At a meeting of the Steamship Authority board in the Tisbury Emergency Services Building Wednesday, Aquinnah resident Noli Taylor and high school climate activist Emily Gazzaniga pressed SSA brass to convert the ferry fleet to electric propulsion systems.
Taylor, a member of the Martha’s Vineyard Commission Climate Change Task Force and the Island Climate Action Network, began by thanking SSA spokesman Sean Driscoll, Vineyard board member Marc Hanover, and treasurer and comptroller Mark Rozum for speaking with those organizations in the past regarding SSA efforts to electrify its bus fleet and for their consideration of climate change in the design for the new Woods Hole terminal.
Gazzaniga said she’s concluded the SSA burns approximately 3 million gallons of fuel a year, and should consider exploring alternative sources. “What is the SSA doing to move toward electrifying the ferry fleet to reduce carbon emissions?” she asked.
“Really nothing at this point,” board chairman Robert Jones said, but added it was a “hot topic” in the industry. He said he has read up on the hybridization of vessels, and described it as “extremely costly,” but conceded it’s “where the industry is heading.” He said when the time comes for a new ferry, it is something that will be looked at. “Your comments are very timely,” he said to Gazzaniga.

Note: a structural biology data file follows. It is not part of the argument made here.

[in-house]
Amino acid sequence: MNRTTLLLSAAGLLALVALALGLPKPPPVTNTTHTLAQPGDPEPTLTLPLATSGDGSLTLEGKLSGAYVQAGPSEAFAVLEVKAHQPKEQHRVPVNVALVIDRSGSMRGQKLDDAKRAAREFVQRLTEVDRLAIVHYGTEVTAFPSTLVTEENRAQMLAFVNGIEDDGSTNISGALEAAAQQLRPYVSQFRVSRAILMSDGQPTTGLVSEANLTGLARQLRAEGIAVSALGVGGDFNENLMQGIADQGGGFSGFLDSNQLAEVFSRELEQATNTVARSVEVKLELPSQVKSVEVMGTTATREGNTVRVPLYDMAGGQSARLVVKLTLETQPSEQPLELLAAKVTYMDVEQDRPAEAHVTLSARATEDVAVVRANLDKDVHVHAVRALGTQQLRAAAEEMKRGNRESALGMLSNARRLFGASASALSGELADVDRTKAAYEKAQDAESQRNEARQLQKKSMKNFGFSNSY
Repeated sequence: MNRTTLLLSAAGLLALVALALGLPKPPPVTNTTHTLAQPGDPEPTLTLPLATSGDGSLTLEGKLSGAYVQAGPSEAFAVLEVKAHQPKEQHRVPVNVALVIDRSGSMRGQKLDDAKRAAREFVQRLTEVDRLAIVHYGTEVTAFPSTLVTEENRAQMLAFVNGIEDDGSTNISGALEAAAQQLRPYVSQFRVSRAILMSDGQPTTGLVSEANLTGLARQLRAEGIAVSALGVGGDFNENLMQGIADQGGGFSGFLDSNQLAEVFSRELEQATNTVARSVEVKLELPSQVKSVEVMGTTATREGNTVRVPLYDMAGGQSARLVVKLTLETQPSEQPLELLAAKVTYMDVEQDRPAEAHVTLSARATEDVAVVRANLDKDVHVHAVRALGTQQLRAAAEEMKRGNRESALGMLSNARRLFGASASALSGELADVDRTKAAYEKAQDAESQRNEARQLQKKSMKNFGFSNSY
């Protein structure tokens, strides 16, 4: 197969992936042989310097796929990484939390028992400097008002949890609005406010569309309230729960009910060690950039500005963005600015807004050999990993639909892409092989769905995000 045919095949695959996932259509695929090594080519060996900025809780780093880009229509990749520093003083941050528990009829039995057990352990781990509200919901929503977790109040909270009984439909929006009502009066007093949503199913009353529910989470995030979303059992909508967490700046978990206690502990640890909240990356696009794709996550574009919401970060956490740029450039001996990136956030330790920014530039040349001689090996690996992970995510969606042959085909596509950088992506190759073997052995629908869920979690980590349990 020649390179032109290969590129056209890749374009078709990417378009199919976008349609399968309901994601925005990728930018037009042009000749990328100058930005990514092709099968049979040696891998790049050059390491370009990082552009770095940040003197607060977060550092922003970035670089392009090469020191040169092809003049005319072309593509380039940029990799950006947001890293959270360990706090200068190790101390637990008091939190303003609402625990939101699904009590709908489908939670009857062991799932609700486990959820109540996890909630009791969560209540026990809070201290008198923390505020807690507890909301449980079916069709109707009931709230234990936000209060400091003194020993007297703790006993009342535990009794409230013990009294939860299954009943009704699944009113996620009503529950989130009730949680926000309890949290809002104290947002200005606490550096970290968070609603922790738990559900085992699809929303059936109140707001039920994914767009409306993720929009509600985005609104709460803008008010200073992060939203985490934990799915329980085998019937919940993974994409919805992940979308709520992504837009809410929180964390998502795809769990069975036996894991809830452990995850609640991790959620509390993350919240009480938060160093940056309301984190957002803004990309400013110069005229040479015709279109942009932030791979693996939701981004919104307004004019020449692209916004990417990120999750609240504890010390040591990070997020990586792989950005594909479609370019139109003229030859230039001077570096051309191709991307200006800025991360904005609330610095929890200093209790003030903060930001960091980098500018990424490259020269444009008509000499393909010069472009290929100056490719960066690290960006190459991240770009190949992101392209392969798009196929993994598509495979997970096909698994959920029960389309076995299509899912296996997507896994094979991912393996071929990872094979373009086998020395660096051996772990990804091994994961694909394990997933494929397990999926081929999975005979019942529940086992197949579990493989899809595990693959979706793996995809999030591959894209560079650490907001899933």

Gazzaniga asked if there was any way Islanders could spur the SSA to act more on the issue.
“As an activist,” Jones said, “keep doing what you’re doing.”
Taylor suggested the board consider a feasibility study for conversion of the SSA diesel vessels to hybrids, and the shoreside infrastructure needed to support such vessels. She also suggested a feasibility study for the acquisition of all-new electric propulsion vessels.
Jones said it would be “unbelievably expensive” to convert the present SSA vessels.
Mark Amundsen, SSA director of marine operations, noted batteries of ferry scale are in the “elementary” stages of development, and more work is needed.
“It’s on the horizon,” he said. “Everyone can see by the environmental laws that things are changing,” so he hoped that electric options will be considered for the next SSA vessel constructed. He agreed with Jones that conversion of an existing SSA vessel was cost-prohibitive.
“Europe is farther along in these efforts than the U.S. is,” SSA general manager Robert Davis said. Among the hurdles for American fleets is arriving at a way to store the lithium batteries these vessel need in a way that satisfies the U.S. Coast Guard, Davis said.
The next SSA vessel is on the drawing board, an electric ferry will be “something we’ll have to consider,” Davis said.